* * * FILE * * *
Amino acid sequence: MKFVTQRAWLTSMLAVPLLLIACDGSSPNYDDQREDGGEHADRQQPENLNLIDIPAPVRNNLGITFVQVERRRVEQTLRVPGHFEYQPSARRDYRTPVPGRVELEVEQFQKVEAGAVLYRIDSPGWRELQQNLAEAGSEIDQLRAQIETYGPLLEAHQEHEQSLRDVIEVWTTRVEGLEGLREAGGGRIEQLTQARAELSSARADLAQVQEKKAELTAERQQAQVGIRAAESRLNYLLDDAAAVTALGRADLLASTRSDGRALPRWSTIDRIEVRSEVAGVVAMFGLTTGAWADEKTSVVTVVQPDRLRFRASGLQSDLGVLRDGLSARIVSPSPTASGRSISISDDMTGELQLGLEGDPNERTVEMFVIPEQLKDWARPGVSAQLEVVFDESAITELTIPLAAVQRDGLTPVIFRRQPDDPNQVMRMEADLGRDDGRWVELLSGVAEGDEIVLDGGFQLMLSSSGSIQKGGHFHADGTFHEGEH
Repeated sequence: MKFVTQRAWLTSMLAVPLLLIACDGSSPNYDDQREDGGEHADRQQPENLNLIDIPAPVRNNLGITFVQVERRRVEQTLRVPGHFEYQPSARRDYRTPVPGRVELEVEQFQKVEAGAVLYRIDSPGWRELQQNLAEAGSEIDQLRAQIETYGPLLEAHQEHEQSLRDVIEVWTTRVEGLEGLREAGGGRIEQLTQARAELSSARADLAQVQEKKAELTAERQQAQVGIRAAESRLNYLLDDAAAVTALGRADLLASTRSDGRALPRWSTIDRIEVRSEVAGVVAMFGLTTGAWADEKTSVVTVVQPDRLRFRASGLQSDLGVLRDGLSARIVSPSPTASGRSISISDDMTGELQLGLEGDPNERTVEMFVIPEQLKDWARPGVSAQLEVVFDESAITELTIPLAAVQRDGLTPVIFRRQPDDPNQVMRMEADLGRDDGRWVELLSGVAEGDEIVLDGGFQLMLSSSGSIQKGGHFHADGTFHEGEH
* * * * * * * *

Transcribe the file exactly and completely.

Amino acid sequence: MKFVTQRAWLTSMLAVPLLLIACDGSSPNYDDQREDGGEHADRQQPENLNLIDIPAPVRNNLGITFVQVERRRVEQTLRVPGHFEYQPSARRDYRTPVPGRVELEVEQFQKVEAGAVLYRIDSPGWRELQQNLAEAGSEIDQLRAQIETYGPLLEAHQEHEQSLRDVIEVWTTRVEGLEGLREAGGGRIEQLTQARAELSSARADLAQVQEKKAELTAERQQAQVGIRAAESRLNYLLDDAAAVTALGRADLLASTRSDGRALPRWSTIDRIEVRSEVAGVVAMFGLTTGAWADEKTSVVTVVQPDRLRFRASGLQSDLGVLRDGLSARIVSPSPTASGRSISISDDMTGELQLGLEGDPNERTVEMFVIPEQLKDWARPGVSAQLEVVFDESAITELTIPLAAVQRDGLTPVIFRRQPDDPNQVMRMEADLGRDDGRWVELLSGVAEGDEIVLDGGFQLMLSSSGSIQKGGHFHADGTFHEGEH
Repeated sequence: MKFVTQRAWLTSMLAVPLLLIACDGSSPNYDDQREDGGEHADRQQPENLNLIDIPAPVRNNLGITFVQVERRRVEQTLRVPGHFEYQPSARRDYRTPVPGRVELEVEQFQKVEAGAVLYRIDSPGWRELQQNLAEAGSEIDQLRAQIETYGPLLEAHQEHEQSLRDVIEVWTTRVEGLEGLREAGGGRIEQLTQARAELSSARADLAQVQEKKAELTAERQQAQVGIRAAESRLNYLLDDAAAVTALGRADLLASTRSDGRALPRWSTIDRIEVRSEVAGVVAMFGLTTGAWADEKTSVVTVVQPDRLRFRASGLQSDLGVLRDGLSARIVSPSPTASGRSISISDDMTGELQLGLEGDPNERTVEMFVIPEQLKDWARPGVSAQLEVVFDESAITELTIPLAAVQRDGLTPVIFRRQPDDPNQVMRMEADLGRDDGRWVELLSGVAEGDEIVLDGGFQLMLSSSGSIQKGGHFHADGTFHEGEH